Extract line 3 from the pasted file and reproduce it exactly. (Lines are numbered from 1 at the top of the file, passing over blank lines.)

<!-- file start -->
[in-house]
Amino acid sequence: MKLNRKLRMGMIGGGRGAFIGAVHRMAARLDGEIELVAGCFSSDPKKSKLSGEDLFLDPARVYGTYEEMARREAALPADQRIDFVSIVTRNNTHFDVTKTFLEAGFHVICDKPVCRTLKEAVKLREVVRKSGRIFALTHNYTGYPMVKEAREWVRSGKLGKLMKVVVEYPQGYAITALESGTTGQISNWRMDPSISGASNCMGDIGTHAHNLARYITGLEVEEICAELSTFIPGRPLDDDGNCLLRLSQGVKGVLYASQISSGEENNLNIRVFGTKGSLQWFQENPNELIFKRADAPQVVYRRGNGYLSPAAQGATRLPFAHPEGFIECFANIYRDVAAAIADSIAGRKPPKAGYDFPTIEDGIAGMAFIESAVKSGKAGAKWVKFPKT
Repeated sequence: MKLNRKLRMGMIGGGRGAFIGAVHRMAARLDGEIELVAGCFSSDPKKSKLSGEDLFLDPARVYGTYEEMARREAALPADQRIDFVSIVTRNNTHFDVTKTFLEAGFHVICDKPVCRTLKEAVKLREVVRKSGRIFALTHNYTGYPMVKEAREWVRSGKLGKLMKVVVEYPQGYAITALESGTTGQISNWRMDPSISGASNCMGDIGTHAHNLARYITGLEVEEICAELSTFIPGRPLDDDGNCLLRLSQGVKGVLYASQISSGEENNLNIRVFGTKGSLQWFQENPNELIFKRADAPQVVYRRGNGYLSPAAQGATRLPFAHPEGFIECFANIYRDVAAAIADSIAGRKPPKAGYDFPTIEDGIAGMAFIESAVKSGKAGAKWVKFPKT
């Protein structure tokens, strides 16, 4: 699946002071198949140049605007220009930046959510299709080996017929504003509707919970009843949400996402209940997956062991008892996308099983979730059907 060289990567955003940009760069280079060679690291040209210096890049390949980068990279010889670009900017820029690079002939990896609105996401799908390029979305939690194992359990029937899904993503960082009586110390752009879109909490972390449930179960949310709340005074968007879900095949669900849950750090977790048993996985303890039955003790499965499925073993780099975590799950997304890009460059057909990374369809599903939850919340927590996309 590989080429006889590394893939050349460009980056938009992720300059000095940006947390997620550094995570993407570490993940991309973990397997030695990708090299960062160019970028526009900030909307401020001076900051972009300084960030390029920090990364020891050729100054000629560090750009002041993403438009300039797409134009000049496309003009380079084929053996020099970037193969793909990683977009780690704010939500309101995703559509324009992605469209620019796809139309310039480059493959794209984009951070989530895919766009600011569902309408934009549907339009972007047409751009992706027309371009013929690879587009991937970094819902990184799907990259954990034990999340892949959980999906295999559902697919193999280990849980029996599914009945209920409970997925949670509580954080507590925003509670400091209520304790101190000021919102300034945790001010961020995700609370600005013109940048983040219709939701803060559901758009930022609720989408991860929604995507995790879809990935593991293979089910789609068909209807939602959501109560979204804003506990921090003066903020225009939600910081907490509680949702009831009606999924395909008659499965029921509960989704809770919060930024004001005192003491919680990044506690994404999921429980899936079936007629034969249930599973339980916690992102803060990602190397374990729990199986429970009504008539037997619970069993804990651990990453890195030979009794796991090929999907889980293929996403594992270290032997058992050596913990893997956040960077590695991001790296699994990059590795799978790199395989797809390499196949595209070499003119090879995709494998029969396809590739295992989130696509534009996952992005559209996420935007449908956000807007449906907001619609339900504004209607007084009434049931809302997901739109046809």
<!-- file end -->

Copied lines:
Repeated sequence: MKLNRKLRMGMIGGGRGAFIGAVHRMAARLDGEIELVAGCFSSDPKKSKLSGEDLFLDPARVYGTYEEMARREAALPADQRIDFVSIVTRNNTHFDVTKTFLEAGFHVICDKPVCRTLKEAVKLREVVRKSGRIFALTHNYTGYPMVKEAREWVRSGKLGKLMKVVVEYPQGYAITALESGTTGQISNWRMDPSISGASNCMGDIGTHAHNLARYITGLEVEEICAELSTFIPGRPLDDDGNCLLRLSQGVKGVLYASQISSGEENNLNIRVFGTKGSLQWFQENPNELIFKRADAPQVVYRRGNGYLSPAAQGATRLPFAHPEGFIECFANIYRDVAAAIADSIAGRKPPKAGYDFPTIEDGIAGMAFIESAVKSGKAGAKWVKFPKT